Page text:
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Six in ten people in debt affected by mental health problems

10 October 2014

Six in ten people in debt affected by mental health problems

Citizens Advice calls for responsible lending on World Mental Health Day

Citizens Advice has revealed that six in ten of its debt clients have had a mental health problem within the last six months.

On World Mental Health Day Citizen Advice is highlighting the relationship between debt and mental health. For people struggling to make ends meet money worries lead many to feel stressed, depressed and anxious. For some people with mental health conditions, their diagnosis can mean lead to behaviour which means they are more likely to get into debt.

Figures from an upcoming report by the charity show that in over half of cases (56 per cent) debt advisers believe their client’s ability to make reasonable decisions about taking out credit was affected by their mental health problems.

Citizens Advice is calling on lenders to do more to encourage people to disclose if they have a mental health problem when applying for credit.  In 4 in 10 cases (41 per cent) debt advisers believe their client’s mental health problem would have affected their ability to understand the terms and conditions of a loan.

If a lender is aware that a customer has a mental health problem they can help them manage their finances accordingly. Lenders must be clear that the information will help them to support customers, not discriminate against them by unfairly affecting their ability to get credit.

Further research by Citizens Advice finds that almost three in four people (73 per cent) seeking debt help from the charity said their money worries were making them feel stressed, depressed or anxious. Debt is one of the main issues Citizens Advice supports people with, and over 400,000 received help in the last year.

A number of Citizens Advice Bureaux now operate outreach services in health setting such as GP surgeries, where they can offer people advice on the issues which may be worsening their health problems.  Derbyshire Citizens Advice bureau provides advice from 98 of the 102 GP surgeries in the area.  Some patients reporting they have been able to stop taking medication for depression after the advice helped them sort out their money worries.

Gillian Guy, Chief Executive of Citizens Advice, said:

Responsible lending must be the backbone of the financial industry. As more financial institutions adopt online credit applications it is more important than ever that systems exist to recognise where people have mental health issues. Supporting customers with mental health problems is a real for challenge banks, but one that they must not shy away from.  By offering help to these customers firms can enable them to manage their finances and avoid getting into unmanageable debt.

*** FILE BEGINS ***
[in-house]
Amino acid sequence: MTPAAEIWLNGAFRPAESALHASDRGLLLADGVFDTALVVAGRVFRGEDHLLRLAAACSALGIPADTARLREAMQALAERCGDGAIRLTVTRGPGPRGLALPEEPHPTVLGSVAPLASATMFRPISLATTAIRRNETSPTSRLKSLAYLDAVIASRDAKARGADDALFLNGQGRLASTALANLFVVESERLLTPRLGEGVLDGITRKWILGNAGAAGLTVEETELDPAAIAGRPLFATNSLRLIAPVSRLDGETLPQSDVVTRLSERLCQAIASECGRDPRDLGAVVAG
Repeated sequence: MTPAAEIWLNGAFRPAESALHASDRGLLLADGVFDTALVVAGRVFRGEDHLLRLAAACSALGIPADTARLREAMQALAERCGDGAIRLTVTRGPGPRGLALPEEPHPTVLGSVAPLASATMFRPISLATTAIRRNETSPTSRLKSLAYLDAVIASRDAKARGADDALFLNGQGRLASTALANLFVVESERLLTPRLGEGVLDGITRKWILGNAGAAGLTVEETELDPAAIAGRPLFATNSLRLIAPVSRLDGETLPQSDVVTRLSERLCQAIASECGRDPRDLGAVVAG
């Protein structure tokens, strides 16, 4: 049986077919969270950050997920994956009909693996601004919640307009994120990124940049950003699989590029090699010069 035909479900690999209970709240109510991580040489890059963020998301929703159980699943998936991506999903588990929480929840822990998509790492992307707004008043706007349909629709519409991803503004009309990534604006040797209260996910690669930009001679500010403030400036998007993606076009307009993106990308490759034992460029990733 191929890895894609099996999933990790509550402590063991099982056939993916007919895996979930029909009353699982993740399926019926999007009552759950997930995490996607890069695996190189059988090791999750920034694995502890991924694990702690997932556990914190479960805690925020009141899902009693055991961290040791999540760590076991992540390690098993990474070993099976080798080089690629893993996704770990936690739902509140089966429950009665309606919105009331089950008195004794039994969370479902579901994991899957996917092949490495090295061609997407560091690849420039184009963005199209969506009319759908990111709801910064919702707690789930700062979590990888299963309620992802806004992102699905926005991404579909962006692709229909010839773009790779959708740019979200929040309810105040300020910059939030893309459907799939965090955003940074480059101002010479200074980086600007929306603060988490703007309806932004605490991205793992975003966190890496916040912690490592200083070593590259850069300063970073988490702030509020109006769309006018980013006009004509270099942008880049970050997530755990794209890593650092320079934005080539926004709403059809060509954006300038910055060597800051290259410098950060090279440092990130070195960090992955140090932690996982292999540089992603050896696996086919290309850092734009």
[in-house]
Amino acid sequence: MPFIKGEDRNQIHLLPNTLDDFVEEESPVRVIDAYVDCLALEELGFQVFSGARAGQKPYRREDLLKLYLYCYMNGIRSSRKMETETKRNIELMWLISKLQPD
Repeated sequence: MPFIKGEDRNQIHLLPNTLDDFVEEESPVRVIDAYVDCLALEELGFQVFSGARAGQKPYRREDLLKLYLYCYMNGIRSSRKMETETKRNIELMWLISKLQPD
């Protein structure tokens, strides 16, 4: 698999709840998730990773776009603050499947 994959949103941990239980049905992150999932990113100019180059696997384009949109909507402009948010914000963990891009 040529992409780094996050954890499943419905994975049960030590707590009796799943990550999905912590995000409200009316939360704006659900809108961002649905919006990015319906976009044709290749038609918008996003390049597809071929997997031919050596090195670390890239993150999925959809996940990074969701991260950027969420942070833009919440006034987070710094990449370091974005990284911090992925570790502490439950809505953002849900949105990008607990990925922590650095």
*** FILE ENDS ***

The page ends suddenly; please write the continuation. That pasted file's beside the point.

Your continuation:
The finance industry has made some progress in its debt collection processes for people with mental health problems but this has not been matched by their taking responsibility at the point of sale. Just because someone has a mental health problem does not mean they are unable to manage their finances.  But protections should be in place to prevent people with conditions such as bipolar disorder from racking up debts because of their illness.

Alice* has a diagnosis of bipolar disorder and has previously gone on extravagant shopping sprees when going through a manic phase, getting into significant levels of debt. On several occasions she has been offered more credit despite the fact that she is clearly very unwell. She was once given £1,000 credit on a shop store card, even though she had already got into debt with the same shop. Alice expressed doubts about whether she should be allowed to take out more credit but the assistant encouraged her to apply.

Nina* got into debt after having to give up work as a care assistant. The reduction in income saw her existing debt problems spiral out of control. Struggling to keep up with the payments on a payday loan and a bank loan, and suffered from severe anxiety and depression. Desperate to keep up repayments and to afford food, Nina has taken out a subsequent two payday loans which she can’t keep up with. She says she has received up to 10 phone calls a day from the companies harassing her to make repayments, further worsening her mental health.

Notes to editors:

  1. The Citizens Advice service comprises a network of local bureaux, all of which are independent charities, the Citizens Advice consumer service and national charity Citizens Advice. Together we help people resolve their money, legal and other problems by providing information and advice and by influencing policymakers. For more see the Citizens Advice website.
  2. The advice provided by the Citizens Advice service is free, independent, confidential, and impartial, and available to everyone regardless of race, gender, disability, sexual orientation, religion, age or nationality.
  3. To find your local bureau in England and Wales, visit You can also get advice online at
  4. You can get consumer advice from the Citizens Advice consumer service on 03454 04 05 06 or 03454 04 05 05 for Welsh language speakers
  5. Citizens Advice Bureaux in England and Wales advised 2.3 million clients on 5.4 million problems from October 2013 to September 2014. For full 2013/2014  service statistics see our quarterly publication Advice trends
  6. Citizens Advice service staff are supported by more than 21,000 trained volunteers, working at over 3,000 service outlets across England and Wales.